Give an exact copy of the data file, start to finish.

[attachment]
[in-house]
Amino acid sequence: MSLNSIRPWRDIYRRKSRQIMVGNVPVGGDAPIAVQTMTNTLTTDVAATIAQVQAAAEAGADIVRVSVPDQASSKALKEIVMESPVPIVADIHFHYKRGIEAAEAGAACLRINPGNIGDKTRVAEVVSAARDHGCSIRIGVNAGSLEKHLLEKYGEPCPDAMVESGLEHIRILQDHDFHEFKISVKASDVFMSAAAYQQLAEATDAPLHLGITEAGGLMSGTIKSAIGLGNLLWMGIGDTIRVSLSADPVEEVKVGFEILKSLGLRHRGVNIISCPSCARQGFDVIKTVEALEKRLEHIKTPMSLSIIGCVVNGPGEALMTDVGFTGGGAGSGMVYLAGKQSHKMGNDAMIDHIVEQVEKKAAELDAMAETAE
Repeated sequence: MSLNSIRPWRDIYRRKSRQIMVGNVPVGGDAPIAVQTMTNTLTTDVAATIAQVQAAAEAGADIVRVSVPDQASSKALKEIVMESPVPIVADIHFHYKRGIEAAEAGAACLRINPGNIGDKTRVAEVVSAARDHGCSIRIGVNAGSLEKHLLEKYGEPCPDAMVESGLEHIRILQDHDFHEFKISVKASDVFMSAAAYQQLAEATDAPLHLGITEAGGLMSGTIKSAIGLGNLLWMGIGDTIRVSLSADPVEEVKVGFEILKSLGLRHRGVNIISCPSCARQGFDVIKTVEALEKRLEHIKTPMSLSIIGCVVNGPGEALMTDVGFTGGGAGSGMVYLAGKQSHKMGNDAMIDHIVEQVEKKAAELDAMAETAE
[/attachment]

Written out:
[in-house]
Amino acid sequence: MSLNSIRPWRDIYRRKSRQIMVGNVPVGGDAPIAVQTMTNTLTTDVAATIAQVQAAAEAGADIVRVSVPDQASSKALKEIVMESPVPIVADIHFHYKRGIEAAEAGAACLRINPGNIGDKTRVAEVVSAARDHGCSIRIGVNAGSLEKHLLEKYGEPCPDAMVESGLEHIRILQDHDFHEFKISVKASDVFMSAAAYQQLAEATDAPLHLGITEAGGLMSGTIKSAIGLGNLLWMGIGDTIRVSLSADPVEEVKVGFEILKSLGLRHRGVNIISCPSCARQGFDVIKTVEALEKRLEHIKTPMSLSIIGCVVNGPGEALMTDVGFTGGGAGSGMVYLAGKQSHKMGNDAMIDHIVEQVEKKAAELDAMAETAE
Repeated sequence: MSLNSIRPWRDIYRRKSRQIMVGNVPVGGDAPIAVQTMTNTLTTDVAATIAQVQAAAEAGADIVRVSVPDQASSKALKEIVMESPVPIVADIHFHYKRGIEAAEAGAACLRINPGNIGDKTRVAEVVSAARDHGCSIRIGVNAGSLEKHLLEKYGEPCPDAMVESGLEHIRILQDHDFHEFKISVKASDVFMSAAAYQQLAEATDAPLHLGITEAGGLMSGTIKSAIGLGNLLWMGIGDTIRVSLSADPVEEVKVGFEILKSLGLRHRGVNIISCPSCARQGFDVIKTVEALEKRLEHIKTPMSLSIIGCVVNGPGEALMTDVGFTGGGAGSGMVYLAGKQSHKMGNDAMIDHIVEQVEKKAAELDAMAETAE